Steps to prevent and treat Athlete’s Foot at home were addressed in a previous McDermott Footcare blog (read here).  It is important for everyone, but especially diabetics, to understand these steps for preventing the fungal infection.  For diabetics, the home remedies should be used as part of a comprehensive treatment plan which includes prescribed anti-fungal creams or ointment from your doctor.

Copyright Terry McDermott. May not be reproduced in whole or in part without permission of author

The Importance of Nursing Foot Care for Diabetics

According to a 2009 report by the International Diabetes Federation, 7% of the world’s population has diabetes.  That’s approximately 300 million people worldwide with the majority of cases (85% – 95%) having Type 2 Diabetes.  Type 2 Diabetes is preventable in 60% of cases, according to the IDF.

At McDermott Footcare, almost half of the clientele have Type 2 Diabetes.  All of the clients exhibit neuropathic and circulatory deficits which negatively affect the health of their feet and lower legs.  Read here about neuropathic and circulatory changes.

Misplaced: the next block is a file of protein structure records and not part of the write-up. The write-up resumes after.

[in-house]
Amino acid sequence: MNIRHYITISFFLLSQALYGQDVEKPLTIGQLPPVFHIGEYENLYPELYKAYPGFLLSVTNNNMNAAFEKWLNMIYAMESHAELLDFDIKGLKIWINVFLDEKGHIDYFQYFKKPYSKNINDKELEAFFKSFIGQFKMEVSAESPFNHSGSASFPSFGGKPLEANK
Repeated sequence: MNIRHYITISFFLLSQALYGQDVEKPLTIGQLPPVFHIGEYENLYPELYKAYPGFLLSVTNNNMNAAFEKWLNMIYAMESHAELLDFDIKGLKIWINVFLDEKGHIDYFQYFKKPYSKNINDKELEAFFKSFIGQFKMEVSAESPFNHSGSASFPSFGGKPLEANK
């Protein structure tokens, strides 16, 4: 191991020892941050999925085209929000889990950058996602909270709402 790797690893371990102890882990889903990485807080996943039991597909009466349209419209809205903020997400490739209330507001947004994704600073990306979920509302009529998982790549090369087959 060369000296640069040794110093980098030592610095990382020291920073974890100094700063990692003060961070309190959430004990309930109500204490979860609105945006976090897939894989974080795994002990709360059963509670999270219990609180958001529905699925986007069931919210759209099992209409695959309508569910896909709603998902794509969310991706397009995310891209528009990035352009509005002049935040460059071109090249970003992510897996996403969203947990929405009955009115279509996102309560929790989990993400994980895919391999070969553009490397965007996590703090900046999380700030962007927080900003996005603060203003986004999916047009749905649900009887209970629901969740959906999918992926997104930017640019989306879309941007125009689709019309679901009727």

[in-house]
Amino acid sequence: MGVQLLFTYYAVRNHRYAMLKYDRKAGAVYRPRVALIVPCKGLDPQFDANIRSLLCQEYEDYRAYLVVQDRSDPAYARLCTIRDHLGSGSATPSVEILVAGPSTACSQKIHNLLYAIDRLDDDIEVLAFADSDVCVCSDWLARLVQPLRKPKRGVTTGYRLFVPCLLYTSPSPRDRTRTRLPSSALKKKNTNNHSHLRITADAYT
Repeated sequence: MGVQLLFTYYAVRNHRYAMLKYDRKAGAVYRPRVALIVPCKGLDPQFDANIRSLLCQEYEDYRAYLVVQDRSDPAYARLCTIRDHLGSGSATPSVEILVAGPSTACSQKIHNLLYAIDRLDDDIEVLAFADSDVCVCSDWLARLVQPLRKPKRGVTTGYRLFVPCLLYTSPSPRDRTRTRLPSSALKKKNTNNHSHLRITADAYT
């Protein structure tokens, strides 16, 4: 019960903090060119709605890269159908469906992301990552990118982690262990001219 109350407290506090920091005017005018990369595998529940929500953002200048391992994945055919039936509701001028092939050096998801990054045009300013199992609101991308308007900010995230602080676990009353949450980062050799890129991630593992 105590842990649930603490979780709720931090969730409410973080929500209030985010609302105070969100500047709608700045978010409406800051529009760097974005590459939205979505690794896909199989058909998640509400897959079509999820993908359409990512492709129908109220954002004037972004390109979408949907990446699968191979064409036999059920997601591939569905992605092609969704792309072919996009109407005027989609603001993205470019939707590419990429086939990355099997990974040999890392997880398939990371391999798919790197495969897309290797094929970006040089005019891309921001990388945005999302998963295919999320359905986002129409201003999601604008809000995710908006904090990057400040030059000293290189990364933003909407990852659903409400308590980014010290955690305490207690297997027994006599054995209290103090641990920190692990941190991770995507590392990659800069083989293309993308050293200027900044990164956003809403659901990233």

The following case studies illustrate the importance of regular nursing foot care for diabetics:

Case Study #1

Client A is a nursing home resident.  He was a McDermott Footcare client when he lived at home; at the family’s request, McDermott Footcare has continued his foot care in the nursing home.  On a recent foot care visit, he told me that he had stubbed and cut his toe.  He noticed some discharge coming from the cut.  He did not tell the staff nurses and they did not notice the injury.  On closer inspection, I noticed redness, inflammation and a white discharge when I squeezed the toe, all symptoms indicative of infection.  I cleaned and bandaged the injury site.  I reported the injury to Client A’s family, the Charge Nurse, the Director of Care and requested that my client be seen ASAP by the doctor-on-call.  Within 2 hours, Client A’s family received a phone call informing them that the doctor had just seen their father and antibiotics were now prescribed.  

Case Study #2